Investors Bancorp Lawsuit


Award of Restrictive Stock Options and Recommendation to Restrict Stock Options

An Investors Bancorp lawsuit was recently overturned by the Delaware Court of Appeals. Investors Bancorp is a plaintiff in an action that targets and seeks to eliminate a class-action lawsuit filed against the company in 2021. The lawsuit was brought on behalf of three shareholders who are seeking damages for wrongful selling of their shares in Investors Bancorp (IBC). The shareholders are alleging they were intentionally kept out of a sales agreement by Management and that this information was known only to a few individuals. Management maintains the suit is based on lies.

Investors Bancorp Lawsuit

On appeal the Delaware Court of Appeals reversed the former decision of the trial court denying the shareholders’ claims of liability and fiduciary responsibility. Specifically, the court held that because Management was not a party to the original stockholder lawsuit it could not be found liable for the actions of its directors. Specifically the Delaware Court found that the fact that Management had no duty to act in good faith with respect to the stockholders’ agreements and representations at the time of the transaction did not give rise to a duty or call for a fiduciary responsibility claim against Management. Additionally, the trial court found that because the board of directors met several formal and informal agreement forms at different times during the course of the Company’s operation and business, there was no duty to transact business as it would be assumed to have if it were a major corporation.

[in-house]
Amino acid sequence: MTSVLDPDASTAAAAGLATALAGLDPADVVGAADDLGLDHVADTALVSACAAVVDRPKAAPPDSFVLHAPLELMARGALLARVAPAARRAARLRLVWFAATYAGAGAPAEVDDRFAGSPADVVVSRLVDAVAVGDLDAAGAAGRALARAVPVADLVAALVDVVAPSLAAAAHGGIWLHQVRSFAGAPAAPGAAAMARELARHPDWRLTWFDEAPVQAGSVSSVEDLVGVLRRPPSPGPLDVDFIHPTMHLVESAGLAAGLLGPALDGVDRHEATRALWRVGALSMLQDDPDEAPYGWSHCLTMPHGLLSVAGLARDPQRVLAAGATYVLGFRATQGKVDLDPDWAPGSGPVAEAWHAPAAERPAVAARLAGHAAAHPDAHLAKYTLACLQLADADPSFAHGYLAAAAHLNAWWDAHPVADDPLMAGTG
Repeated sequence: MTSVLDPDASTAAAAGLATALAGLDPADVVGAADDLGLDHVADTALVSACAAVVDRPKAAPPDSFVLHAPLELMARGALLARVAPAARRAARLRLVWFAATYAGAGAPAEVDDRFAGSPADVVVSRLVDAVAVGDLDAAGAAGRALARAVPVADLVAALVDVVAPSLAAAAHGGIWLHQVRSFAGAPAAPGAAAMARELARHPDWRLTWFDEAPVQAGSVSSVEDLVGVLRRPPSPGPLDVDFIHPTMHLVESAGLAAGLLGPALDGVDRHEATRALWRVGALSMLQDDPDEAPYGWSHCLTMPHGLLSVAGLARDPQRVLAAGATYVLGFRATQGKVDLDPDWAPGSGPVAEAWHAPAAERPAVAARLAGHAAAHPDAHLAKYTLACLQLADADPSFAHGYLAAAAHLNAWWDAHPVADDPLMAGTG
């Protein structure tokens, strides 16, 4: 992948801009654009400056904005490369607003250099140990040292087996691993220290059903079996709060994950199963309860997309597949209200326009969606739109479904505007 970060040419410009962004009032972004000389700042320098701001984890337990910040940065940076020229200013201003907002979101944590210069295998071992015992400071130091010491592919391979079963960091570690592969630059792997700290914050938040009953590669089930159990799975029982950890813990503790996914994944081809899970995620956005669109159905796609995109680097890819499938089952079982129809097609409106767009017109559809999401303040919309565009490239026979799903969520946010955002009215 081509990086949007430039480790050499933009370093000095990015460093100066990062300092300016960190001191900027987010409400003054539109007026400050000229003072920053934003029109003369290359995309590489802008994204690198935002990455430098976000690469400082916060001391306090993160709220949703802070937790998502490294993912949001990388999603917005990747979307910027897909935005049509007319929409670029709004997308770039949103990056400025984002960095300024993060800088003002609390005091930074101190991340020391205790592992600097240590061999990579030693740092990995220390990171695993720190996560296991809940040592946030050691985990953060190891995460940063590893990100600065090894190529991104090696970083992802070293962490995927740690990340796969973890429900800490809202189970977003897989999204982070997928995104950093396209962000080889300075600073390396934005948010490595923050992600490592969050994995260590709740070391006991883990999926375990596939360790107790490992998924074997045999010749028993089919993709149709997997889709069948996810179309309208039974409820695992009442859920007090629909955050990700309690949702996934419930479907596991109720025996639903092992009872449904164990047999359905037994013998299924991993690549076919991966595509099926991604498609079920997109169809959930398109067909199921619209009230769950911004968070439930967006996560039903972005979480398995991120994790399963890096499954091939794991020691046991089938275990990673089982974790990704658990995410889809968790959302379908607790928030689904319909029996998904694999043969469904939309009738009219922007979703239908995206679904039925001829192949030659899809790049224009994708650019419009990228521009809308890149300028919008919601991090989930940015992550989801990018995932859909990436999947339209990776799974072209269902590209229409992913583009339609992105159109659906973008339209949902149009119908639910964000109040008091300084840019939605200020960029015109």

The Delaware Court found that it was not its role to impose any formal business rules or a corporate code or by-laws on Investors Bancorp or on the directors or anyone else associated with the Company.

The decision was also not based on the theory that the board members owed a special or unique duty to the Company. Rather, it was concluded that given the fact that no duty was owed to the conduct of the Board was not subject to the traditional or common law principles of negligence or breach of the implied terms of the employment. In essence therefore the decision rested on the fact that while the existence of a duty to transact may exist with respect to other kinds of businesses, the mere existence of a duty to transact with Investors Bancorp was not required or entitled to the protection commonly held applicable to other companies.

The Delaware Court found that under the plain facts of the situation it was impossible for the Company to have any one of its directors deliberately intend to create a duty to do anything that would be perceived to be contrary to the general principles of business judgment or an ordinary principle of negligence.

In relation to the facts of the case it was held that even if it could be possible for a board to have such an intent it would be an extremely difficult and risky undertaking for such a board to undertake given that such an intention would be perceived as being in contravention of an ordinary principle of business judgment. Given that the Directors failed to establish that they had any such intent the Court found it irrelevant that whether the intention was sincere or intended is not relevant to the conclusion that the conduct of the Directors did in any way violate the present Employment Relations Act. It was also held that because the Directors failed to establish that they had any such intention they were not subject to the operation of s 5(d) of the act. That the intention was not unlawful in the ordinary sense was of no consequence in the view of the court in the exercise of its equitable power. As a result the claim was dismissed with prejudice.